Sunday, April 13, 2008

We're In Escrow!....Now What? - A Guide To Understanding The Escrow Process

Its a big day and the seller has accepted an offer/counteroffer from the buyer who is now officially taking a huge step toward owning the subject home. Many have heard this term "escrow" thrown around quite a bit but most have no idea what it means let alone, what goes on there!

What Is Escrow?

Escrow is a simple enough concept to understand, it's the process by which the buyer investigates the property, works with the bank to obtain a loan, and coordinates documentation for changing ownership into his/her name. In other parts of the country, escrow closing is done through an attorney while in Southern California real estate, there is typically a seperate escrow company that acts as a neutral third parties to the transaction; ensuring that both sides abide by contractual obligations.

Esrow companies are paid by the sellers and buyers of the real estate and perform a multitude of duties during the escrow period (typically 30-60 days) to ensure a smooth closing and change of ownership. As one can imagine, the absense of a neutral third party will cause some less than ethical buyers/sellers to attempt to take advantage of the other party and can ultimately result in nasty lawsuits.

Explain The Escrow Process?

The process is actually quite complicated, but for convenience the best way to explain it is to simplify it according to these critical parts:

Opening - The buyers deposit check is sent to escrow along with copies of the purchase contract. Escrow rewrites the contract in their own language, but with the same terms, and sends it to both real estate agents to be reviewed and signed by the buyers and sellers.

Discovery/Contingency Period - Typically the first 17 days of the escrow period where the buyer can conduct investigations of the property, attempt to obtain a loan to buy the property, and ultimately decide whether or not they would like to continue on with the transaction. The buyer should have appraisal, inspection, and loan approval contingencies in the contract prior to entering escrow. This period is usually considered fairly risk free since the buyers deposit is not yet at stake, even if they decide to back out entirely.

Appraisal - In order to obtain financing, the bank will need to make sure not only that the property exists, but also that it is worth what the buyer has agreed to pay. Appraisals are done by licensed professionals who will look at the recent sold properties in the area, note general apperance of the home, and double check the square footage of the building. An appraisal is not to be confused with an inspection which will be explained next.

Inspection - Besides being valued correctly, the home buyer also needs to know the physical condition of the property. They will usually hire a professional home inspector to conduct a detailed investigation of the home, prepare and appropriate report, and possibly explain the findings to the buyer. If during the contingency period , the buyer finds the condition of the home to be less than acceptable, they can cancel the agreement or try to renogiate repairs or a price with the seller. The seller has the option to work with the buyers with regard to repairs/negotiations or they can also cancel the agreement.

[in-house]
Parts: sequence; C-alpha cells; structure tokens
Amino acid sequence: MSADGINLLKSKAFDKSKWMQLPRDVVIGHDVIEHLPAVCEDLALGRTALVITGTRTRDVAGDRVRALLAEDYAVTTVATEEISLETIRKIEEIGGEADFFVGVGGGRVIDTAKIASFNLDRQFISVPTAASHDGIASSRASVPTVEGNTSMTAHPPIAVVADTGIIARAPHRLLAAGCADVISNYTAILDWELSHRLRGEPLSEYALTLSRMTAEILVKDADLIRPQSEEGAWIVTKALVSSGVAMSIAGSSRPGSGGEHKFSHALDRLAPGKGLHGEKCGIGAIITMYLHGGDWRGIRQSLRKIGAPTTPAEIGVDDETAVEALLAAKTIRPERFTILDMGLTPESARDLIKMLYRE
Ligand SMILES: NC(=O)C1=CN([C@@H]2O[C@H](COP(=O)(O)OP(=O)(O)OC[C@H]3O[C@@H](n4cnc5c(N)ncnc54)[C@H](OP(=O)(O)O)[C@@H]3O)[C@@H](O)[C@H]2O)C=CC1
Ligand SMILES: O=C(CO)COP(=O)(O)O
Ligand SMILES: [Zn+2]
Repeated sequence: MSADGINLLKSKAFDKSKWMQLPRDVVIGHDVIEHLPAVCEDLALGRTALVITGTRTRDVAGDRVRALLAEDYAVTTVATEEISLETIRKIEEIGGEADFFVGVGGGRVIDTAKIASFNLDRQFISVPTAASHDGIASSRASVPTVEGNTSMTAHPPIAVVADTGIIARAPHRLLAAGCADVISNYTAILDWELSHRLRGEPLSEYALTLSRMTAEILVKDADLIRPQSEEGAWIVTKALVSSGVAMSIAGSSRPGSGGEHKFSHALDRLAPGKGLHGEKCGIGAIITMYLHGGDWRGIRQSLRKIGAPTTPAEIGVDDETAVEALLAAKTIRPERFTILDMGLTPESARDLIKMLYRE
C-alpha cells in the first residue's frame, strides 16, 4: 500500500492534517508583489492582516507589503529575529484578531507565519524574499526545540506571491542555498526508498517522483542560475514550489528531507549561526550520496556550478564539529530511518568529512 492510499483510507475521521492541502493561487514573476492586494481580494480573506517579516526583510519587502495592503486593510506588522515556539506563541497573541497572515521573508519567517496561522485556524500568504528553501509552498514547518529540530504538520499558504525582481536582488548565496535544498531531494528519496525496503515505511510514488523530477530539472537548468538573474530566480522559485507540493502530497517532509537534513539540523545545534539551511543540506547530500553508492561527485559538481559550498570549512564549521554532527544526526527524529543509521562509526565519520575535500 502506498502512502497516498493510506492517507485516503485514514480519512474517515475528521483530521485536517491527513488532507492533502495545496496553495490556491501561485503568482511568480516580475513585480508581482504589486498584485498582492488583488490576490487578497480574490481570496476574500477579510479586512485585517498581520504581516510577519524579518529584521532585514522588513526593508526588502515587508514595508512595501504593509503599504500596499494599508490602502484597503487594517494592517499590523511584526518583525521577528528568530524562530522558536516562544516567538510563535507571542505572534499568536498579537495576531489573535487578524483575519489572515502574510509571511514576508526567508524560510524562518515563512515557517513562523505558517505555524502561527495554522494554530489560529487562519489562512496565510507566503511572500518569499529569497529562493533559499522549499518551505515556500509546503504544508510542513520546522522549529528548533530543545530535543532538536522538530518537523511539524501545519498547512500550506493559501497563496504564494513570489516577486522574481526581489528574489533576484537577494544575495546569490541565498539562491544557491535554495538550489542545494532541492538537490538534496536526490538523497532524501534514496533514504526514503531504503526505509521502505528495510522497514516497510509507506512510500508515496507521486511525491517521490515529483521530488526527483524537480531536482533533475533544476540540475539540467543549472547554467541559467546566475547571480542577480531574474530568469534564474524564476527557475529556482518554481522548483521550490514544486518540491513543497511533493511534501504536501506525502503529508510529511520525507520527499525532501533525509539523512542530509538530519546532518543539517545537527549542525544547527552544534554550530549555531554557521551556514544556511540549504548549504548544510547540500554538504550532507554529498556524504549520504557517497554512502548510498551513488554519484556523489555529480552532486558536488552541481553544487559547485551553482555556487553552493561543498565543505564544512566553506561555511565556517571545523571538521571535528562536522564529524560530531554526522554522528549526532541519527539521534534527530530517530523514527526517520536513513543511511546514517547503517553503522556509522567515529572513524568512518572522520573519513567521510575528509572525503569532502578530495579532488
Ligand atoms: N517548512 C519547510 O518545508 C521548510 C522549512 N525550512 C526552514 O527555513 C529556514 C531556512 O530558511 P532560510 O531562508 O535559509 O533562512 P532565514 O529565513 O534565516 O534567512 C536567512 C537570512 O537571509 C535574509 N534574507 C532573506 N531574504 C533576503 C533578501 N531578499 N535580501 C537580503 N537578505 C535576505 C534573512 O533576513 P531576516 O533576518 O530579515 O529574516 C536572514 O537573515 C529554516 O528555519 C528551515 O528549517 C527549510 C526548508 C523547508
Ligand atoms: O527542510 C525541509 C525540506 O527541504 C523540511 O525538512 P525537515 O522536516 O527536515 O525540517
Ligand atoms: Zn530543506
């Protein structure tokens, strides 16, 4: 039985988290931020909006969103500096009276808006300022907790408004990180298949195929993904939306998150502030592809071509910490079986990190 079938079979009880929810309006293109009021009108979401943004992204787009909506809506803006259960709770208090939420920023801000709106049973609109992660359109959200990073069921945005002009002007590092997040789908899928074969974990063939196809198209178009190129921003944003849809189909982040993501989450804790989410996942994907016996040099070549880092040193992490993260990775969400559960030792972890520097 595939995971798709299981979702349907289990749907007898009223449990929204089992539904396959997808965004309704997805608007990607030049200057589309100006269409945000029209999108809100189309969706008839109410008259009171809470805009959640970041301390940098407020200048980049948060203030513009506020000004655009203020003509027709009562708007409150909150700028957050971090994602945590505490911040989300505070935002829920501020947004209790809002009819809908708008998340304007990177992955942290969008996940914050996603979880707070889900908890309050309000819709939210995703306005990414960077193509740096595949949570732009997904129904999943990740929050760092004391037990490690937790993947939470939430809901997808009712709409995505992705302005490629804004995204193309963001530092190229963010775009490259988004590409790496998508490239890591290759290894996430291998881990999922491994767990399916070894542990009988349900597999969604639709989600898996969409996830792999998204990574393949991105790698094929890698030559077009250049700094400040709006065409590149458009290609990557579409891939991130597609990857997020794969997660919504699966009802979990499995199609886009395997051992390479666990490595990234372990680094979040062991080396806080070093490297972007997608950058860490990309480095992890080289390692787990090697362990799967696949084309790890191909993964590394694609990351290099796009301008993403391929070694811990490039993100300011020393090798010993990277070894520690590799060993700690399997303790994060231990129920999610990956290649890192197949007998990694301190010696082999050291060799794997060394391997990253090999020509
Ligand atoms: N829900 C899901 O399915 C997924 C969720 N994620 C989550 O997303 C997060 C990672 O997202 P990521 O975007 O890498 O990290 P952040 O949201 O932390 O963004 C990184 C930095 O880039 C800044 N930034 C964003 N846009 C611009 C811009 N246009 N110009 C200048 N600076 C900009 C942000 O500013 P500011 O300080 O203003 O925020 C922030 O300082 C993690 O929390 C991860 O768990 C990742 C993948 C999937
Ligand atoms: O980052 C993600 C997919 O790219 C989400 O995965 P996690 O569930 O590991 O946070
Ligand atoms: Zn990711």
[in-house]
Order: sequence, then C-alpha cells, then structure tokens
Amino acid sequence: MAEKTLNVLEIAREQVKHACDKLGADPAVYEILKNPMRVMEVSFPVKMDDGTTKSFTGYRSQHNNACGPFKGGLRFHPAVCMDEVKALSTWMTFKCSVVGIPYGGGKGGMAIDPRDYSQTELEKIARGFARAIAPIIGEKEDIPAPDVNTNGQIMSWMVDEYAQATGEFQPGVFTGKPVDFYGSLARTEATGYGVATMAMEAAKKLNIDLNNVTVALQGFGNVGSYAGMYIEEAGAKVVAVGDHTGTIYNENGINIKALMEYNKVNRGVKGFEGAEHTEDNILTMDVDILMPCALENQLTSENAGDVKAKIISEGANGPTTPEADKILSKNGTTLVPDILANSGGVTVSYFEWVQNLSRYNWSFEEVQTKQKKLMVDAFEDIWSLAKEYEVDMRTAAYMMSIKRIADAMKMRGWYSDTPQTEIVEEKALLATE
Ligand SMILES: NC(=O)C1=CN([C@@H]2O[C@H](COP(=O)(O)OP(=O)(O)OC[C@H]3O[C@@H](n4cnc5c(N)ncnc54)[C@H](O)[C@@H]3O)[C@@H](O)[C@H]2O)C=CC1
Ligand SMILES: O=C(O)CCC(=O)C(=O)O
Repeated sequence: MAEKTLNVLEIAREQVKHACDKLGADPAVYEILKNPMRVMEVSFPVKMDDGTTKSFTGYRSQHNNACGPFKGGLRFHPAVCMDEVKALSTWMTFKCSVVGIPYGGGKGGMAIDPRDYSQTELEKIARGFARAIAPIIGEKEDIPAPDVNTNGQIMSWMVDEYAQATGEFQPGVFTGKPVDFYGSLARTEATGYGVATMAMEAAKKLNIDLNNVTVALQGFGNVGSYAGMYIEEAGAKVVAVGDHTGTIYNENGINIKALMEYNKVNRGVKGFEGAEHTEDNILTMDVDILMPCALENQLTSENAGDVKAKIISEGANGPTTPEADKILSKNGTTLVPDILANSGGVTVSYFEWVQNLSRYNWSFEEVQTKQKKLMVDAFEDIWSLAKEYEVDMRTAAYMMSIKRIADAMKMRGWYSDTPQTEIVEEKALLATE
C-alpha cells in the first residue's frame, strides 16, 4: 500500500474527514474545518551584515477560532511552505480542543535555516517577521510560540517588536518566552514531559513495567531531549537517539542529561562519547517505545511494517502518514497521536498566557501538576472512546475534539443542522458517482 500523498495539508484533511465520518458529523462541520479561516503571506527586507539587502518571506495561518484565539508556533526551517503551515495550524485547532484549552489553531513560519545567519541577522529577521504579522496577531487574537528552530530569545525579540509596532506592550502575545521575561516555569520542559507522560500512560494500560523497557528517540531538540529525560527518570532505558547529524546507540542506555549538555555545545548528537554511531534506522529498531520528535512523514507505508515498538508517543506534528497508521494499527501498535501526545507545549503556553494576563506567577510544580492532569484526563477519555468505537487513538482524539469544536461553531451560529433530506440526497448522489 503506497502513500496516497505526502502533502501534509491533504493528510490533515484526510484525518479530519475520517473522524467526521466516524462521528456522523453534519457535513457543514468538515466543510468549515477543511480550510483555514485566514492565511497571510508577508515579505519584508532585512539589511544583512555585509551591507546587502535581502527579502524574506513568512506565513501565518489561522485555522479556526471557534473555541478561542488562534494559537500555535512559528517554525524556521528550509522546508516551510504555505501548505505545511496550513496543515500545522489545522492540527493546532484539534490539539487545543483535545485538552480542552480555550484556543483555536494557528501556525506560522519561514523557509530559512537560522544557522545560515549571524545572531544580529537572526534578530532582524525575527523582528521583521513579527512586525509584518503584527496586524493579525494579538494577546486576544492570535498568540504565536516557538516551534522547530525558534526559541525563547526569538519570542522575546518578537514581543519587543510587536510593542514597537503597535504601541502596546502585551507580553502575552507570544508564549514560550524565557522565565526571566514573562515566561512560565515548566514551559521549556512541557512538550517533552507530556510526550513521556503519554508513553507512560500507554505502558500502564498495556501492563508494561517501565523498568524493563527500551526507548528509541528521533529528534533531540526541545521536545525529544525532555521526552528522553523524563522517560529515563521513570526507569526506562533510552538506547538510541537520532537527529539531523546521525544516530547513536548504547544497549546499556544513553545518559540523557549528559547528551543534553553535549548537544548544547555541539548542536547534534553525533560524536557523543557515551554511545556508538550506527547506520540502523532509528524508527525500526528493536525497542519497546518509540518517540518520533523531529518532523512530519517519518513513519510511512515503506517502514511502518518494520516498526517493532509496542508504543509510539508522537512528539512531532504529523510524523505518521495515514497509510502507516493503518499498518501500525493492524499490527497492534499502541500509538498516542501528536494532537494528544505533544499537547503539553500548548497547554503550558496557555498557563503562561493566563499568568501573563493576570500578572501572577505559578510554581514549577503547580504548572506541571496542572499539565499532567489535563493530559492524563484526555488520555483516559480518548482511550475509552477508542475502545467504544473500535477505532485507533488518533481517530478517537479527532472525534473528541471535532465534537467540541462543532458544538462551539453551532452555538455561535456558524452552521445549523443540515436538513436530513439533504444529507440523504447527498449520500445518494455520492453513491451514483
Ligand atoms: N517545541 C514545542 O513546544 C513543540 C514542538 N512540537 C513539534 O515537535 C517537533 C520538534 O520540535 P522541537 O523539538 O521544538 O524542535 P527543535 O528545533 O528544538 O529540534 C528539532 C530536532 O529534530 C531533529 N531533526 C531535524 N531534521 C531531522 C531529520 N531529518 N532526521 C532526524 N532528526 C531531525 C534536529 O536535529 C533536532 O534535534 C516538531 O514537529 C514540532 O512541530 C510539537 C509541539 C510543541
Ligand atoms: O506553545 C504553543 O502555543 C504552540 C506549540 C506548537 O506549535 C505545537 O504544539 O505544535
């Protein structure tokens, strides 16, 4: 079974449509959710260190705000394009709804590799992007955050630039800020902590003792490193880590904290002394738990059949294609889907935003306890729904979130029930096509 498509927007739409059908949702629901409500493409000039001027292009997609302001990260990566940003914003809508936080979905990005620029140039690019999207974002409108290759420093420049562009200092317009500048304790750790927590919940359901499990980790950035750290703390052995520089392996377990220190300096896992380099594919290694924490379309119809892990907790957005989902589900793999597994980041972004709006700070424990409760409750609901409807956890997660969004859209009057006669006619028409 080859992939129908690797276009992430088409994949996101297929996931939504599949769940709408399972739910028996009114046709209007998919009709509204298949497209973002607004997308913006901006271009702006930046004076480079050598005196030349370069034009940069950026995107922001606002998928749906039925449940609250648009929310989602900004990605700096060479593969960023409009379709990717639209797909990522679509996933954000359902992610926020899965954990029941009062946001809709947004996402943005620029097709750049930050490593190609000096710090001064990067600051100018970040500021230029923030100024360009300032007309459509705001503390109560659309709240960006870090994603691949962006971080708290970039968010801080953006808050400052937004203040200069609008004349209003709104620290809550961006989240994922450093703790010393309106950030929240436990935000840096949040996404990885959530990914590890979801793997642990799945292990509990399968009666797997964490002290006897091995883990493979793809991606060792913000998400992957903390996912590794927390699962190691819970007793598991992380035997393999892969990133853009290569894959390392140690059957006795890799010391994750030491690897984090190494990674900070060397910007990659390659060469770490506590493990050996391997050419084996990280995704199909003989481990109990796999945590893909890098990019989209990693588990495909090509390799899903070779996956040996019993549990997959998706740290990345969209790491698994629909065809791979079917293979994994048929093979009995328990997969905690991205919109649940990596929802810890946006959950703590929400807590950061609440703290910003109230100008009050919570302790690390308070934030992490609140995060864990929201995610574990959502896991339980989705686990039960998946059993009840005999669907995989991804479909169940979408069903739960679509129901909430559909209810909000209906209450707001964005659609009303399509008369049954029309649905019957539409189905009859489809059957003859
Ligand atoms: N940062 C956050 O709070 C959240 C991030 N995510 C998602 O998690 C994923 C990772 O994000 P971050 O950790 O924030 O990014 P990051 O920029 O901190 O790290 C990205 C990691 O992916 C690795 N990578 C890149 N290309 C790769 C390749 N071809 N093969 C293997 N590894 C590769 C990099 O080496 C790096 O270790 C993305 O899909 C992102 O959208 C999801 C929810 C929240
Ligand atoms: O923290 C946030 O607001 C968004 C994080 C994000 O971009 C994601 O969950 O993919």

Termite Report - Most residential purchase agreements are written such that the seller will pay for a termite inpection, report, and any active infestation damge (i.e. living termites, structure damage). The buyer will be responsible for treating, or not treating, the areas described as preventative maintenance, otherwise known as section 2 items.

Loan Approval - Most people will need to obtain some sort of loan to buy a home. The bank will need to verify all documentation needed for obtaining the loan and start the process of submitting the loan documents. This process is the most usual cause for delay that prevents a transactions from closing on time. Buyers need to get started on the loan as soon as the home enters escrow. As with appraisal and inspections, if the buyer is still within their discovery period and has not released the corresponding contingencies, they can cancel the transaction without any sort of penalty.

Contingency Release - There comes a time when the buyer of the real estate really needs to sit down with a clear head, weigh all the things they know about the property, and decide whether they want to continue on with the transaction. We call this the release of contingencies and it is the point at which the buyer places their deposit on the line if they can't close the transaction.

Closing - There comes a special day when escrow will call the home buyer up to the office, ask them to bring in all the money necessary to close the deal (sorry, no personal checks), and have the lender wire the remainder of the money over. Escrow will then be closed. At this point, the home is sold but it may take an extra day for the transaction to be recorded at the county. Shortly thereafter, the buyer will recieve the keys to their new home and the seller will recieve the proceeds from the sale!

Here's to closing another escrow!